Optical investigation of the strong spin-orbit-coupled magnetic semimetal YbMnBi2

Dipanjan Chaudhuri, Bing Cheng, Alexander Yaresko, Quinn D. Gibson, R. J. Cava, N. P. Armitage

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39 Scopus citations


Strong spin-orbit coupling (SOC) can result in ground states with nontrivial topological properties. The situation is even richer in magnetic systems where the magnetic ordering can potentially have strong influence over the electronic band structure. The class of AMnBi2 (A = Sr, Ca) compounds are important in this context as they are known to host massive Dirac fermions with strongly anisotropic dispersion, which is believed to be due to the interplay between strong SOC and magnetic degrees of freedom. We report the optical conductivity of YbMnBi2, a newly discovered member of this family and a proposed Weyl semimetal (WSM) candidate with broken time reversal symmetry. Together with density functional theory (DFT) band-structure calculations, we show that the complex conductivity can be interpreted as the sum of an intraband Drude response and interband transitions. We argue that the canting of the magnetic moments that has been proposed to be essential for the realization of the WSM in an otherwise antiferromagnetically ordered system is not necessary to explain the optical conductivity. We believe our data is explained qualitatively by the uncanted magnetic structure with a small offset of the chemical potential from strict stochiometry. We find no definitive evidence of a bulk Weyl nodes. Instead, we see signatures of a gapped Dirac dispersion, common in other members of AMnBi2 family or compounds with similar 2D network of Bi atoms. We speculate that the evidence for a WSM seen in ARPES arises through a surface magnetic phase. Such an assumption reconciles all known experimental data.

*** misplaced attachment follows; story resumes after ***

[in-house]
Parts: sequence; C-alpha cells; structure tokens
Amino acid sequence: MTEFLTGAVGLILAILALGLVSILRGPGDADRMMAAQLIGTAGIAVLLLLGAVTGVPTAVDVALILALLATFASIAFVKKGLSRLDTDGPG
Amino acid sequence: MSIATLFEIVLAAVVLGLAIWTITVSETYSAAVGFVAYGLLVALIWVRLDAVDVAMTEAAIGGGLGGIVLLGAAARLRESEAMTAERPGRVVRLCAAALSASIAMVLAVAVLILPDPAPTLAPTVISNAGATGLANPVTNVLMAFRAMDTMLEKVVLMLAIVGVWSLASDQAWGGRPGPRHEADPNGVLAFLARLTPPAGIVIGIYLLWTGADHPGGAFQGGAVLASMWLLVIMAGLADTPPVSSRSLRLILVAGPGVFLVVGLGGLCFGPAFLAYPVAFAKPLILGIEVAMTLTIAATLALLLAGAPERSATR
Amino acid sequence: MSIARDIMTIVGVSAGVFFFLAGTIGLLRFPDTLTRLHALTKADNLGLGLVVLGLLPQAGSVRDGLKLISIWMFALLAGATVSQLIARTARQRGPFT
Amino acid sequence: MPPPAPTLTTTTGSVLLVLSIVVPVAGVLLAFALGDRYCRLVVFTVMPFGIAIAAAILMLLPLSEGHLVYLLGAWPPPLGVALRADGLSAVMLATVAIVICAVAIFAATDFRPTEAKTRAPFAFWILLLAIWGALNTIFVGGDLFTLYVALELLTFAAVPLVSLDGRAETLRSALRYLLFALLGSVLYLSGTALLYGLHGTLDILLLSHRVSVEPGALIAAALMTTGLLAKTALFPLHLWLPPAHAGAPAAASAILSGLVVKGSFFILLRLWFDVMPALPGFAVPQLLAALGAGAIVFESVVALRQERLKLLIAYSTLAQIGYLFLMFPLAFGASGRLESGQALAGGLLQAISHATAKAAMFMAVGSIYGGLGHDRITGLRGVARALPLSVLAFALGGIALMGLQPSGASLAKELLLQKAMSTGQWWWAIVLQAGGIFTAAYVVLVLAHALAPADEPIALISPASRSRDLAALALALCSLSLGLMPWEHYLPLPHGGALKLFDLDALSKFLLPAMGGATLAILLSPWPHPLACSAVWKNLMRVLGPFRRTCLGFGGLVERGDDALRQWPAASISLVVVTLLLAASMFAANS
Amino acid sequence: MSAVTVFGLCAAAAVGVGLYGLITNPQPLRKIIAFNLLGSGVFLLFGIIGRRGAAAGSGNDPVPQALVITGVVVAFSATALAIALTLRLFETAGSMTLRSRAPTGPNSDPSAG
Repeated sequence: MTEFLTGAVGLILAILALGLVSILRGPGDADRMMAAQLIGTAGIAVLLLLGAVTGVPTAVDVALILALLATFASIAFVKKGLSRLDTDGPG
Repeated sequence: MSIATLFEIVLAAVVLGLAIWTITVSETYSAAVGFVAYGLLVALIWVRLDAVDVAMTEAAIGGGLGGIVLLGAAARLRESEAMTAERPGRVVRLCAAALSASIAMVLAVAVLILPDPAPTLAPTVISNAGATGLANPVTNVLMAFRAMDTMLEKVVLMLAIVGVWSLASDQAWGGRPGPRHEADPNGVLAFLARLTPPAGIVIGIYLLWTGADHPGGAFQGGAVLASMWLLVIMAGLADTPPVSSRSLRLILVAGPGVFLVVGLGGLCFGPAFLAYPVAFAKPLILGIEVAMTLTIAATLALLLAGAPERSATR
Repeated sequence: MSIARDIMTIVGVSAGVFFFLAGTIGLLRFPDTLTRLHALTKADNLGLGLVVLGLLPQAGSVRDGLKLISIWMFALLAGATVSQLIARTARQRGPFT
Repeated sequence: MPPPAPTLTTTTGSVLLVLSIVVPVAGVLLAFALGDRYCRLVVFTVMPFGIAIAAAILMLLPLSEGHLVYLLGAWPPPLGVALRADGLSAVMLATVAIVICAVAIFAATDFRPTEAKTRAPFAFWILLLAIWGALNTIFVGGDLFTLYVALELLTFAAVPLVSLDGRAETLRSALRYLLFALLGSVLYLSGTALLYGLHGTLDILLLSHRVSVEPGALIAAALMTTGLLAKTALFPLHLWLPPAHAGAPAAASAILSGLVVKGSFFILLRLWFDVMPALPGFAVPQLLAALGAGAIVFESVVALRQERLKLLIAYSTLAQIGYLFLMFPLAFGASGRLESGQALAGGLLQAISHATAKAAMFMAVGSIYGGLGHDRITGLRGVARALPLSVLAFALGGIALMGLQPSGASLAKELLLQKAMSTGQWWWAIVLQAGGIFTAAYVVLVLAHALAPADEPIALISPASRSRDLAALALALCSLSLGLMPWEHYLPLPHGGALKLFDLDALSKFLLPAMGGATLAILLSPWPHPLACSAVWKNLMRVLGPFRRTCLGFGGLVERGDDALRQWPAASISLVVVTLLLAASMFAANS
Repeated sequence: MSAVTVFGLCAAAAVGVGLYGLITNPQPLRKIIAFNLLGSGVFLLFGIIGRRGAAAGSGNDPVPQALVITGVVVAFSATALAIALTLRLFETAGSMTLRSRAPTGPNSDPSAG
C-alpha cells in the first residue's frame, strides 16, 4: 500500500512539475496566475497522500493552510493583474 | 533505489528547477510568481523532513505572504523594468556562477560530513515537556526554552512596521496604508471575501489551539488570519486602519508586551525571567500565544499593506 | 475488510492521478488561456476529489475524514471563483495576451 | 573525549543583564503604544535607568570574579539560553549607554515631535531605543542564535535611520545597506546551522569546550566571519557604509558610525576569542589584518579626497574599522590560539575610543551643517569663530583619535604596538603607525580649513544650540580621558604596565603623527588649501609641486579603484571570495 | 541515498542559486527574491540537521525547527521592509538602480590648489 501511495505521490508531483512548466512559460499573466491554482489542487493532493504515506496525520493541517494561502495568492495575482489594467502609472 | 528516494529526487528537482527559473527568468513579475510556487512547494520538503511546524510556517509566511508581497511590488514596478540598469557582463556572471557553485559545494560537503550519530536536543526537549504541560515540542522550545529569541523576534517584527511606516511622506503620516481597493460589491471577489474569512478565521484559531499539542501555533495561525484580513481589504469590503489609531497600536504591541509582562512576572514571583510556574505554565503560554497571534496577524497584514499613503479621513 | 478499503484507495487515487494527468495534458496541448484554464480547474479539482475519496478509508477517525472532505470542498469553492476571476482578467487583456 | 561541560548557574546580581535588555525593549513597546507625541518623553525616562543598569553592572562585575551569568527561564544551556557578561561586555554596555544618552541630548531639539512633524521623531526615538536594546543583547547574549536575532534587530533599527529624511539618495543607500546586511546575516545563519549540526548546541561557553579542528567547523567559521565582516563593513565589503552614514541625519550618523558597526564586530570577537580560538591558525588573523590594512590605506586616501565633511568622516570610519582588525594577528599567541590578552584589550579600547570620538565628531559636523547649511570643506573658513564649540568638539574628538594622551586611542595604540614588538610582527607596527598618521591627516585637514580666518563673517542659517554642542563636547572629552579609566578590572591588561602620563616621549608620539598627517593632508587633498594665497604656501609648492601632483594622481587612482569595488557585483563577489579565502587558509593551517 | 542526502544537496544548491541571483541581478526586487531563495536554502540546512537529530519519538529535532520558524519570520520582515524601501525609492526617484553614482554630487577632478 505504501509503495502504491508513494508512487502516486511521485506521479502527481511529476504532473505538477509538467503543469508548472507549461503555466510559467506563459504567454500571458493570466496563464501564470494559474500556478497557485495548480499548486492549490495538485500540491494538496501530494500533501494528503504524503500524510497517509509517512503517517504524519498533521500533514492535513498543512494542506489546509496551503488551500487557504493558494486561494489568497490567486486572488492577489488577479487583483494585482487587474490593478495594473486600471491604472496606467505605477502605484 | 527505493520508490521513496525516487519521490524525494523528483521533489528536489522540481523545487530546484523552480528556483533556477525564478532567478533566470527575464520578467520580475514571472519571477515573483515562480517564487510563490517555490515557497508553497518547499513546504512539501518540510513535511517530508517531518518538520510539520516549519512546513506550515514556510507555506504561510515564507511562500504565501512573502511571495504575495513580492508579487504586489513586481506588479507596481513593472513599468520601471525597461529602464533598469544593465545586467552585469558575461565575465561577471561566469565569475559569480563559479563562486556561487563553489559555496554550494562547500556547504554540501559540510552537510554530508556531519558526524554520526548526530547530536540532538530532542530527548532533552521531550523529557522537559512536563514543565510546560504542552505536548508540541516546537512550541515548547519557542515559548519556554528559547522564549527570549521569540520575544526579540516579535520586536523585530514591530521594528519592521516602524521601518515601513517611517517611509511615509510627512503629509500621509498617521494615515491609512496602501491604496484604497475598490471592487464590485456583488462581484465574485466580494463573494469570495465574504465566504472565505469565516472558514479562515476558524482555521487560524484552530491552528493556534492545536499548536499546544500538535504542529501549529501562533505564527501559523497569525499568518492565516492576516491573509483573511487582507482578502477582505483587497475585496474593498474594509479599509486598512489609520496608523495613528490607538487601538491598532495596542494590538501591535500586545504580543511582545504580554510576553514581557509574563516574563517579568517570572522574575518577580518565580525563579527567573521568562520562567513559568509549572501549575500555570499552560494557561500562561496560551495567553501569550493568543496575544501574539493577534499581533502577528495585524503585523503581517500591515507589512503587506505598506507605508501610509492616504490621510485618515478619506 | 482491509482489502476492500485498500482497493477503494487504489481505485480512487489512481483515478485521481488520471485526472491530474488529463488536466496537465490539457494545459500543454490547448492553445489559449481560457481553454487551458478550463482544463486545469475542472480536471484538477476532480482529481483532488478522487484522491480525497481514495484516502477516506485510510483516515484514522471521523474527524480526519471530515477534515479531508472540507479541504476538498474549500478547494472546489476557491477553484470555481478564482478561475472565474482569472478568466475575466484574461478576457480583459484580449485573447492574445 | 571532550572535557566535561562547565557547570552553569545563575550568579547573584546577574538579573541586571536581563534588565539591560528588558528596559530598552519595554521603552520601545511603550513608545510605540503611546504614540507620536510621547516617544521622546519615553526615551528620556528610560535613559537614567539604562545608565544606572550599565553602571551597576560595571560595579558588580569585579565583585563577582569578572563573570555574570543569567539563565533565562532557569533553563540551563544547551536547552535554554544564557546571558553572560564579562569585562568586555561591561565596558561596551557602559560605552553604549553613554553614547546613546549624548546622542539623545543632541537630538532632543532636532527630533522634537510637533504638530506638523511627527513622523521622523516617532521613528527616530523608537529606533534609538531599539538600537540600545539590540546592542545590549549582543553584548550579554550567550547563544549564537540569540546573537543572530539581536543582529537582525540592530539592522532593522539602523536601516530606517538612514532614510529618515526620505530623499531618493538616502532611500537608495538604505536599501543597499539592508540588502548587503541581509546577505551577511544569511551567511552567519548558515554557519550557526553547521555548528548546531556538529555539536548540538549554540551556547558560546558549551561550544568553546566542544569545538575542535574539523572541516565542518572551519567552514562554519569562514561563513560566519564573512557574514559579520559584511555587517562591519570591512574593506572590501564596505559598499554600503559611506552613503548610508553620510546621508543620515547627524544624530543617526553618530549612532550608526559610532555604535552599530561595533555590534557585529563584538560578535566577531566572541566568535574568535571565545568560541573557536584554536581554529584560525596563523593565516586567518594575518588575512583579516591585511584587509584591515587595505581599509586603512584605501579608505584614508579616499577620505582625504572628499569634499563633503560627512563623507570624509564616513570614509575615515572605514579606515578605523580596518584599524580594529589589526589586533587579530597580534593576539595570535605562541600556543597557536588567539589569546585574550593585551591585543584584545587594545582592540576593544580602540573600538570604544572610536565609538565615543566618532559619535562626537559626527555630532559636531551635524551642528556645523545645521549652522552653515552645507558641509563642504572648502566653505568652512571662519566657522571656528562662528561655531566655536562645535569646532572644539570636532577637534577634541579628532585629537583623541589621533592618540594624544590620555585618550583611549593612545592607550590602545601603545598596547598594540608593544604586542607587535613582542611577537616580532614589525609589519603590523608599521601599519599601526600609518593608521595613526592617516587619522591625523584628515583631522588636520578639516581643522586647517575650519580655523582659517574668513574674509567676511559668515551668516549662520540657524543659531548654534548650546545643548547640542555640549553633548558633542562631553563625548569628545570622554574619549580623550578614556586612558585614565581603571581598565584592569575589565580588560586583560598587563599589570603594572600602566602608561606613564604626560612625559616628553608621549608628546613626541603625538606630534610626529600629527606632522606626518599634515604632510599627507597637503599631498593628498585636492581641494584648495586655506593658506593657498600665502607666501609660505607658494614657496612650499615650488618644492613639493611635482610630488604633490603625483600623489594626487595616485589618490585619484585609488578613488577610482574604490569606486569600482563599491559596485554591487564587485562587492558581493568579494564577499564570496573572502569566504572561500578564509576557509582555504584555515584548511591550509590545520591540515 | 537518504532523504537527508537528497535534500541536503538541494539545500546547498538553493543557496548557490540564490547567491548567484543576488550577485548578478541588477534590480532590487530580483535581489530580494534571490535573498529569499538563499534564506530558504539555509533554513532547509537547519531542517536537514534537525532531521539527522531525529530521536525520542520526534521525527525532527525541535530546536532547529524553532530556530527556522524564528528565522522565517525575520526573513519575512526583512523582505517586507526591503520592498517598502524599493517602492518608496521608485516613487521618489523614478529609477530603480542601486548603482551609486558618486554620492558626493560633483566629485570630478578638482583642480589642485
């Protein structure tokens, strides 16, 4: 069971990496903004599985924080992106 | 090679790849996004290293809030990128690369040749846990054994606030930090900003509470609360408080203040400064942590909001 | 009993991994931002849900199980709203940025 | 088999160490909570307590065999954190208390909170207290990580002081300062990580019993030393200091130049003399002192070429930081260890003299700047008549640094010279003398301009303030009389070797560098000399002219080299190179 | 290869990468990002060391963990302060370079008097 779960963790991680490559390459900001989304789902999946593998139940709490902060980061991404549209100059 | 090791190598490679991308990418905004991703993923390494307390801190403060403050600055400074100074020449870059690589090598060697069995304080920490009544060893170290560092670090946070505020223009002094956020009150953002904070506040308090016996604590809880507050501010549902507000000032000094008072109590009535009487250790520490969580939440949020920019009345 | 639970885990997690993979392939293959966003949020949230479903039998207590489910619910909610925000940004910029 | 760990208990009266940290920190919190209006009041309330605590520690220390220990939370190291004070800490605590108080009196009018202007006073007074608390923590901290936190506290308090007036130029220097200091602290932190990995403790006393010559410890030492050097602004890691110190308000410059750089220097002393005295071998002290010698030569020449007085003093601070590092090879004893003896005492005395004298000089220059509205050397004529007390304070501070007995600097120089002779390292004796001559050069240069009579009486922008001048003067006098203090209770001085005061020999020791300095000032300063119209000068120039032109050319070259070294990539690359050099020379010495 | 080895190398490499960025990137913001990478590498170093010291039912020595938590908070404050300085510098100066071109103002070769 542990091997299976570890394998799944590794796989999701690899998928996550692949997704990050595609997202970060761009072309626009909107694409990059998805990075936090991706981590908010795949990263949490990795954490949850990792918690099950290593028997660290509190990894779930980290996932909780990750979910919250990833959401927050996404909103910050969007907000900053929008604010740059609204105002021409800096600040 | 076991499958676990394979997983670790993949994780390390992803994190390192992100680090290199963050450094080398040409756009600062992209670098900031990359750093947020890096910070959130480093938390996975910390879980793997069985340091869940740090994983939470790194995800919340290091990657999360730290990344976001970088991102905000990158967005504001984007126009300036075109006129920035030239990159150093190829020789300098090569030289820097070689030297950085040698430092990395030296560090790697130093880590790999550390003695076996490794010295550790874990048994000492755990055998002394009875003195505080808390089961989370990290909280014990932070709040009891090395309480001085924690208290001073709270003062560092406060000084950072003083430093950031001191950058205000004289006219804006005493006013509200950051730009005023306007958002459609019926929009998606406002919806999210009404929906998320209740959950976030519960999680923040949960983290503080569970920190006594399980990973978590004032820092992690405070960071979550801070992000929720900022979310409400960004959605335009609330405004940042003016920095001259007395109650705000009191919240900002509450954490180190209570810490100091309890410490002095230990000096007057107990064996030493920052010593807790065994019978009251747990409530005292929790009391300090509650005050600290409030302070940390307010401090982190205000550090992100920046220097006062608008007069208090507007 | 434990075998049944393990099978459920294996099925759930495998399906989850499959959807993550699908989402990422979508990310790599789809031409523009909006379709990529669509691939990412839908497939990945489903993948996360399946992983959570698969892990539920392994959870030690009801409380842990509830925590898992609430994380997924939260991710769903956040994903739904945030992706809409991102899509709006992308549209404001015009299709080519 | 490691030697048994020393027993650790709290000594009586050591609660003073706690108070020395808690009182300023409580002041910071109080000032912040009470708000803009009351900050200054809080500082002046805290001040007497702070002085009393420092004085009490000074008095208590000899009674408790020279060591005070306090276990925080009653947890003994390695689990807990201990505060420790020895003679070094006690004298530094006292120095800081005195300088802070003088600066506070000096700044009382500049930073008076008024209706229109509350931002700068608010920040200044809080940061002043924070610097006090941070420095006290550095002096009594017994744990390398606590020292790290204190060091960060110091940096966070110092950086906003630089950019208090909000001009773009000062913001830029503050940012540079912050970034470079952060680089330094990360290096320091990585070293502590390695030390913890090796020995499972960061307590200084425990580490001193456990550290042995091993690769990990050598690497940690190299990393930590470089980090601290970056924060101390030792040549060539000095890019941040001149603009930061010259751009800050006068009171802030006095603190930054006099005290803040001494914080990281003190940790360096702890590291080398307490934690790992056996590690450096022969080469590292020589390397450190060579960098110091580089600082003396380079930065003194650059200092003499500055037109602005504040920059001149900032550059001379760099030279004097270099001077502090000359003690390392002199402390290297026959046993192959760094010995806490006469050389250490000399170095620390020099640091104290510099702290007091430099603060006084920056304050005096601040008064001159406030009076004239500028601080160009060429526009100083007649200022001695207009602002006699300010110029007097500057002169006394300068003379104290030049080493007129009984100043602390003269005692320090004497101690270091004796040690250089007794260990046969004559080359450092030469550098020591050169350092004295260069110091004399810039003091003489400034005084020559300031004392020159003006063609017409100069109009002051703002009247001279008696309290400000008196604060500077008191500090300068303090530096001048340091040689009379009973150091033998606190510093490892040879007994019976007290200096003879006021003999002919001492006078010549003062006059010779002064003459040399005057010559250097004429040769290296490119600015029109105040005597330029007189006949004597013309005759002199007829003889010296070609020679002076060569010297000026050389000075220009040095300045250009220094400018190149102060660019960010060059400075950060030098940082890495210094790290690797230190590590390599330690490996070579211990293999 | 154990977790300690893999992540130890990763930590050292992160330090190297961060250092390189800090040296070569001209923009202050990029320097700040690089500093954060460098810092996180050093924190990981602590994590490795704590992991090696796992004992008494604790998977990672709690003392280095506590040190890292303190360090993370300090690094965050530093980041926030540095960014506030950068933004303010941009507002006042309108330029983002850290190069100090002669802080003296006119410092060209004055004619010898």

Original languageEnglish (US)
Article number075151
JournalPhysical Review B
Issue number7
StatePublished - Aug 24 2017

All Science Journal Classification (ASJC) codes

  • Electronic, Optical and Magnetic Materials
  • Condensed Matter Physics


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